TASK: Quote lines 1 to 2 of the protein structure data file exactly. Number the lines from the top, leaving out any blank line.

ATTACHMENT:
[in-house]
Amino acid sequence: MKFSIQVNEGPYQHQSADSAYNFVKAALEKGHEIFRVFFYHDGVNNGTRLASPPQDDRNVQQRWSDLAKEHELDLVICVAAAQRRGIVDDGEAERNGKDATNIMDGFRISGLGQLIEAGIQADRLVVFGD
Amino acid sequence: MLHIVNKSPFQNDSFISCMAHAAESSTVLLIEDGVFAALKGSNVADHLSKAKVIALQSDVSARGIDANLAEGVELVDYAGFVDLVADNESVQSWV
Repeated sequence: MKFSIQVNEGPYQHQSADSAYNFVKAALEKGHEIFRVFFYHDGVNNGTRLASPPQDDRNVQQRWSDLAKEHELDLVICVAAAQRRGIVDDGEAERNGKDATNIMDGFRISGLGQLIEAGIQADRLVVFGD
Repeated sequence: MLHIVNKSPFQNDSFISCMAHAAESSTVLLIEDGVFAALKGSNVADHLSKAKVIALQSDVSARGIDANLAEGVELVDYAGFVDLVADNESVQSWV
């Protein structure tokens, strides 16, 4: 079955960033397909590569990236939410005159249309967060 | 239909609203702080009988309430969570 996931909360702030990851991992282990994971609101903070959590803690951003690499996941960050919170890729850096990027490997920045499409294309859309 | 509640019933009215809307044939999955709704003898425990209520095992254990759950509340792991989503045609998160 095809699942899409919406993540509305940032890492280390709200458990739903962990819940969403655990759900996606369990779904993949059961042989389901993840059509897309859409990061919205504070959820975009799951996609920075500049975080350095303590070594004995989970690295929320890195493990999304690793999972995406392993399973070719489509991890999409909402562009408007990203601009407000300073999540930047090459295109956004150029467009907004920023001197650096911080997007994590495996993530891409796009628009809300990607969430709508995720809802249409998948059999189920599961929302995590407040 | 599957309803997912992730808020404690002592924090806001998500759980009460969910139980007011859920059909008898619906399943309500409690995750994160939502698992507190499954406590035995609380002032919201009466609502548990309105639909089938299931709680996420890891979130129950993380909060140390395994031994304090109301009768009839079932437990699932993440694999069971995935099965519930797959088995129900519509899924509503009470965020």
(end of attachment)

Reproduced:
[in-house]
Amino acid sequence: MKFSIQVNEGPYQHQSADSAYNFVKAALEKGHEIFRVFFYHDGVNNGTRLASPPQDDRNVQQRWSDLAKEHELDLVICVAAAQRRGIVDDGEAERNGKDATNIMDGFRISGLGQLIEAGIQADRLVVFGD